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Northern Lights board approves deficit budget for '24-25 school year

Numbers fall short by $4.7 million on projected $90 million budget

LAKELAND - Trustees with Northern Lights Public Schools have approved the 2024-2025 budget, projecting a deficit of $4.7 million.  

For the upcoming school year, revenues are expected to be just over $94 million, with $82 million provided by the government of Alberta, and just over $8 million coming from Ottawa.  

Paula Elock, the secretary-treasurer for NLPS, presented highlights of the budget during the board’s most recent meeting. She explained that for the school division to maintain its current level of service – which includes small class sizes and classroom supports for students – it will have to draw from its financial reserves.  

Elock stated that the budget is enrolment driven, and even though higher enrolments mean more funding, it also means more expenses.  

The budget for the 2024-2025 school year projects just over $98 million in expenses, with 70 per cent of that money allotted to staffing.  

Nicole Garner, a spokesperson for Northern Lights, says previous deficits have been funded by using reserves. For the last couple of years, she continued, NLPS deficits have been smaller than officials projected in their annual budgets.  

“This is one of the reasons we are still able to have a deficit budget and maintain our current level of service, as we are still able to use reserves to cover a deficit,” Garner told Lakeland This Week.   

More students 

Garner says the increases in enrolment within the division aren’t coming from one place specifically. Some of it, she said, is due to students who went elsewhere during the COVID-19 pandemic, increases taking place in communities served by NLPS, as well as students moving through the grades.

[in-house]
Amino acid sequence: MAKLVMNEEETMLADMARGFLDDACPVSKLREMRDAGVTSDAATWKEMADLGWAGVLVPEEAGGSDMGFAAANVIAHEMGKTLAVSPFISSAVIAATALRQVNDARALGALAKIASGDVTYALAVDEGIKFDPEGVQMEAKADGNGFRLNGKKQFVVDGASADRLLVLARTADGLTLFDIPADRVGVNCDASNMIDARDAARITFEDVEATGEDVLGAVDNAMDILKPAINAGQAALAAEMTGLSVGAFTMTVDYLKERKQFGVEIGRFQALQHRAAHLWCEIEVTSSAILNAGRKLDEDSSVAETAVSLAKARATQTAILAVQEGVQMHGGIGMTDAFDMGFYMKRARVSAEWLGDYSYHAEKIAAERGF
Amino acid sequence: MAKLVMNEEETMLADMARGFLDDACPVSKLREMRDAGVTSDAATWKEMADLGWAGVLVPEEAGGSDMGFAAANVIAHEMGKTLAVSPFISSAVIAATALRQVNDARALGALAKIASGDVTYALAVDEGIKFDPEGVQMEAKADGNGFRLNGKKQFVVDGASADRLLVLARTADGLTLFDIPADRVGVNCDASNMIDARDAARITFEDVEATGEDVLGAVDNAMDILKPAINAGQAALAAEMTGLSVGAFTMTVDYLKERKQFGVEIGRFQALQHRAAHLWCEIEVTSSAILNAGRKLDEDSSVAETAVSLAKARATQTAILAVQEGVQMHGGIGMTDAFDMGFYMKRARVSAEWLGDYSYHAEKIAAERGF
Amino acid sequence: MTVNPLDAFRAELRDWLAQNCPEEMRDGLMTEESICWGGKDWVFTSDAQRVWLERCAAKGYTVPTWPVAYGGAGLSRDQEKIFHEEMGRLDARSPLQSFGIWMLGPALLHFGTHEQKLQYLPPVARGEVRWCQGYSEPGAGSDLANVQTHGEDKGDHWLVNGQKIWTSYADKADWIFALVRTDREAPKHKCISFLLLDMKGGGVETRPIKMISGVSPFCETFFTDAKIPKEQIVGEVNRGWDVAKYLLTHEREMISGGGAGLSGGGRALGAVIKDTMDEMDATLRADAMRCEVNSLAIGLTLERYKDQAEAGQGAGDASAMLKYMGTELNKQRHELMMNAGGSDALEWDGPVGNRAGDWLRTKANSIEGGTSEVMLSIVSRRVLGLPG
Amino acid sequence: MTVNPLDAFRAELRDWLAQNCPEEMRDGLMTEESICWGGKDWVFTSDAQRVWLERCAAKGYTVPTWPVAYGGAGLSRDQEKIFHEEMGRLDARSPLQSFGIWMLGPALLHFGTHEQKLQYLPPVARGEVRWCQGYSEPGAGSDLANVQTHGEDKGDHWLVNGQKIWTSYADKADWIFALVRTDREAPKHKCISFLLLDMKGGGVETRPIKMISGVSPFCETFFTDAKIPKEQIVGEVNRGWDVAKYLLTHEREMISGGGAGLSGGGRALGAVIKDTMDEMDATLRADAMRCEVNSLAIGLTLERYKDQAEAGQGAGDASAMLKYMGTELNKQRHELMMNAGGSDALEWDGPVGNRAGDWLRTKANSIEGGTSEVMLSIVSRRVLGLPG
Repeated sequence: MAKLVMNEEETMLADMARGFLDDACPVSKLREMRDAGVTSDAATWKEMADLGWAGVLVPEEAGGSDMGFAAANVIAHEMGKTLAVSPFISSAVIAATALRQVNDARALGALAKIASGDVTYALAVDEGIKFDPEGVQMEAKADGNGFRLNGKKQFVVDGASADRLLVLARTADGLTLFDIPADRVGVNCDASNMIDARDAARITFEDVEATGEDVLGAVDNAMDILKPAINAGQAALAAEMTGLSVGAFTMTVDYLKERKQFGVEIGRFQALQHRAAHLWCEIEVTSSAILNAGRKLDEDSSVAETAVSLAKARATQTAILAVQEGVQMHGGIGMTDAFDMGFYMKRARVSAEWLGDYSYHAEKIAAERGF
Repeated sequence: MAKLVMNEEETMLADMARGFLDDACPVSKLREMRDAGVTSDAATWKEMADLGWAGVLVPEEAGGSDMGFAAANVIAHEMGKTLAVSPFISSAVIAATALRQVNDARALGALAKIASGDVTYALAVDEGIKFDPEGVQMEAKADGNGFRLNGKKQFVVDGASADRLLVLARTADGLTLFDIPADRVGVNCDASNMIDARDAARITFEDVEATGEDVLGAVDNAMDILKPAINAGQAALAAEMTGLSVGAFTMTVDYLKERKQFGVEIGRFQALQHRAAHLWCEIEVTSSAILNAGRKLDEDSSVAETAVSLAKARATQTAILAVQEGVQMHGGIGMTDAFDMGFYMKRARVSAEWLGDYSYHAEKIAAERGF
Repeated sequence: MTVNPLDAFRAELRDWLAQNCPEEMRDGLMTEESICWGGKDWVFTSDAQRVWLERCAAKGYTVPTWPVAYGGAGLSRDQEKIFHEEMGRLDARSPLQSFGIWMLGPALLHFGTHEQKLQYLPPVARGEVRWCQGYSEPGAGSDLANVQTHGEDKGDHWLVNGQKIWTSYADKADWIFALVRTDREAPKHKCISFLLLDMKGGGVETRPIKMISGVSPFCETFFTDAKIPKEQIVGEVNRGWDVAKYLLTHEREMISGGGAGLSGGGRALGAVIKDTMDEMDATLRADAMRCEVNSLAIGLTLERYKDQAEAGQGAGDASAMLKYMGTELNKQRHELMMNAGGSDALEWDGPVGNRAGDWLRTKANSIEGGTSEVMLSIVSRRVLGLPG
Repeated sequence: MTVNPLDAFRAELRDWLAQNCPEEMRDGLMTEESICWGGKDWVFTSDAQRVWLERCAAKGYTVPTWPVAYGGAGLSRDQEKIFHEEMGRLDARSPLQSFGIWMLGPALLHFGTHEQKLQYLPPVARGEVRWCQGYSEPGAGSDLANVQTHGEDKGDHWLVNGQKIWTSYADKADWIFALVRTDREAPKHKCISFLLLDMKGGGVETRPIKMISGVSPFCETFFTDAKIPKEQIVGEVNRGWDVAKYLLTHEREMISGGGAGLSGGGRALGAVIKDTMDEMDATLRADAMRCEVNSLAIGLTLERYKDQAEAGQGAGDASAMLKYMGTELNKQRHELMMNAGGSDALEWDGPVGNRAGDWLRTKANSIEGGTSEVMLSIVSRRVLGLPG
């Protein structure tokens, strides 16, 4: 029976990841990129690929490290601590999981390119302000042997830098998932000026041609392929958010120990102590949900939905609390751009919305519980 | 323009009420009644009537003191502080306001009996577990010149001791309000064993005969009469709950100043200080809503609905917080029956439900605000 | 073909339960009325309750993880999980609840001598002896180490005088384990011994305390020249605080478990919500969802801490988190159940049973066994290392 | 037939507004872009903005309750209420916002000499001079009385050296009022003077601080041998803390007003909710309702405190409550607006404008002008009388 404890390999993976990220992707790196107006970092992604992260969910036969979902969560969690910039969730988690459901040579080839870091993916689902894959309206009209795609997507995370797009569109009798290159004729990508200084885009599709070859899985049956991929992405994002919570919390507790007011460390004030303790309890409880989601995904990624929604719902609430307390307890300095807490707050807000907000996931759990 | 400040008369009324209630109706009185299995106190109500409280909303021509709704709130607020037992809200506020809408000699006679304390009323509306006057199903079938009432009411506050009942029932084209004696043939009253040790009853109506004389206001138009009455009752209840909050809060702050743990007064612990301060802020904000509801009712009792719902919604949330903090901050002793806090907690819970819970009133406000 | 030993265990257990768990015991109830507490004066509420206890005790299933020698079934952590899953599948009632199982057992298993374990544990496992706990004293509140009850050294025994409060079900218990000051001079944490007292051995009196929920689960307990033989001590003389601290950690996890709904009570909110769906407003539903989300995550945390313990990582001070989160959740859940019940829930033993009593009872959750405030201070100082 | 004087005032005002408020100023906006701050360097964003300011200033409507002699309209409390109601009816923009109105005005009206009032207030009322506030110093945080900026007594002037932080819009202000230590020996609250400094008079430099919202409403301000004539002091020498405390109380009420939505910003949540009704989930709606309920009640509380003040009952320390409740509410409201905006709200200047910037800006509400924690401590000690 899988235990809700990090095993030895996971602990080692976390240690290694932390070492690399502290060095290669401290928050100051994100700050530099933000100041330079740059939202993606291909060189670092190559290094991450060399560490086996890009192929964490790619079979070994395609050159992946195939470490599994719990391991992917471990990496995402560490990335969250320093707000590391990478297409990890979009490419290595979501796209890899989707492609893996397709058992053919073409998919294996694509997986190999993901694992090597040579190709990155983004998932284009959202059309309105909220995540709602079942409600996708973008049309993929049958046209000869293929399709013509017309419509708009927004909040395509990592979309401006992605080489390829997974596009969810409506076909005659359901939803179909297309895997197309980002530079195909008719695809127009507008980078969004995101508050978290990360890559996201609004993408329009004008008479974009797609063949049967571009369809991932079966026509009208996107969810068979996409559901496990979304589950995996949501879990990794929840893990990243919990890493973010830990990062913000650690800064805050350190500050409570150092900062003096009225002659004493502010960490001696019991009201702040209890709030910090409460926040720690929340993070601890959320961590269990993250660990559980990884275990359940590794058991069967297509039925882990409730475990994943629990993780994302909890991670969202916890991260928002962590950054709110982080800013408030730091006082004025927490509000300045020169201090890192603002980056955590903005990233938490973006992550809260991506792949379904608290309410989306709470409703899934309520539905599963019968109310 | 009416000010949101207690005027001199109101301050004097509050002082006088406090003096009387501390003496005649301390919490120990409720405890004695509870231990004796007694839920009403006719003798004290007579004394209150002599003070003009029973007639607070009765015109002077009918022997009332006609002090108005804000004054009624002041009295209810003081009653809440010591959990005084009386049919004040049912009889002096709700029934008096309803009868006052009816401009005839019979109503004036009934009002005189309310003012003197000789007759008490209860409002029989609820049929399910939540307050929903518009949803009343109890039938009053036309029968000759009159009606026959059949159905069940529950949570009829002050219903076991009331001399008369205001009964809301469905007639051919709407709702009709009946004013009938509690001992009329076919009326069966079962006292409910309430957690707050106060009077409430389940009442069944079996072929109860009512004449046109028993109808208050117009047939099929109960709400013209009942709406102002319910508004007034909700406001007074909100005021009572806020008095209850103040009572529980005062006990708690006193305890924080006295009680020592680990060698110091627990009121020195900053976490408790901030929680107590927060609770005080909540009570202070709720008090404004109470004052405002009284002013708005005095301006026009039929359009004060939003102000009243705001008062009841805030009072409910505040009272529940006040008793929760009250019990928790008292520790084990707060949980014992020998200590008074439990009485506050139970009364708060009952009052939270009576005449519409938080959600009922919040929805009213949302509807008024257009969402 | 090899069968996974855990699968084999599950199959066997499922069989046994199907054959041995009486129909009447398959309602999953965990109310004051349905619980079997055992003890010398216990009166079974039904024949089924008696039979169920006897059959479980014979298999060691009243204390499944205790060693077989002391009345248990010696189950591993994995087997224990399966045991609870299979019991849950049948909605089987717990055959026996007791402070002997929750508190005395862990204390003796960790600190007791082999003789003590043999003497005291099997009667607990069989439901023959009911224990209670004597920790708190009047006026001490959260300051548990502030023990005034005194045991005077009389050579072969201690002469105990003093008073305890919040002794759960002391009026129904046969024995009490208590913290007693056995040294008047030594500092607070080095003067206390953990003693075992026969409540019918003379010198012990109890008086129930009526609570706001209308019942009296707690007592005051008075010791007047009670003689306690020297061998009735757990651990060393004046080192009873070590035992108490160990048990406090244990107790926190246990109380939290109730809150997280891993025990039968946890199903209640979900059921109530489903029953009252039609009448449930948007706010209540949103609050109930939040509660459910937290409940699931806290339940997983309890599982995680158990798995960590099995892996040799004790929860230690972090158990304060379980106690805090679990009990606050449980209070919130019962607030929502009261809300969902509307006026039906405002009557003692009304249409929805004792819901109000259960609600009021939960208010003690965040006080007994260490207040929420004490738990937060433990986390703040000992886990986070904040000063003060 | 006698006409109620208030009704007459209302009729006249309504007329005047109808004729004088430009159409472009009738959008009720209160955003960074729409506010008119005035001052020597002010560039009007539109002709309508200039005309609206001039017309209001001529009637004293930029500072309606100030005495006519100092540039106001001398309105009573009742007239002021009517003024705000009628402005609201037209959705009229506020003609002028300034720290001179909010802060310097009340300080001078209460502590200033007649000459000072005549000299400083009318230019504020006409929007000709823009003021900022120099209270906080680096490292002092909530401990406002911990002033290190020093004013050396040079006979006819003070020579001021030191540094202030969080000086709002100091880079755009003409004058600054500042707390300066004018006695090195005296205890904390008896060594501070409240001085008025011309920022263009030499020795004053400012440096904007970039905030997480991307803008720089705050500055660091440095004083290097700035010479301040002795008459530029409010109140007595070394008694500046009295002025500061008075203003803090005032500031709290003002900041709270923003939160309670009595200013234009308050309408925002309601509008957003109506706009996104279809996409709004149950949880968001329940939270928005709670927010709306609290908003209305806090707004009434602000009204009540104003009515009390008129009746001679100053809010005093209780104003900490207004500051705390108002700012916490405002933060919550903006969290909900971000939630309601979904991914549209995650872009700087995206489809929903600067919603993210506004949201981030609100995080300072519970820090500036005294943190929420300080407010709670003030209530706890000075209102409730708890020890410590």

Using an example, she said if 400 students graduate, but there are 450 Kindergarten students enroled the following year, enrolment goes up by 50 students.  

“However, this can have an inverse effect in years when we have a larger graduating class and fewer students entering Kindergarten,” she said.  

An increase in the number of students enroled in the school division, Garner said, does not necessarily mean that there will be an increase in staffing as it depends where the increases are within the division.  

“At this point, we are looking to hire teachers, but it is to fill vacancies created by retirements, resignations, and leaves, not specifically due to an enrolment increase,” she said.  

When asked if NLPS officials have noticed a spike in costs in any particular areas that required more funding, Garner while there hasn’t been a specific spike in just one year, there has been an overall increase over several years in different areas. These include utilities, staffing costs, transportation, insurance, and software licensing.  

Inflation continues to impact the increase in costs.  

Vendors, she explained, want to keep up with inflation. Therefore, a three per cent increase per year without a corresponding increase in funding to offset those increased costs puts the school division behind.  

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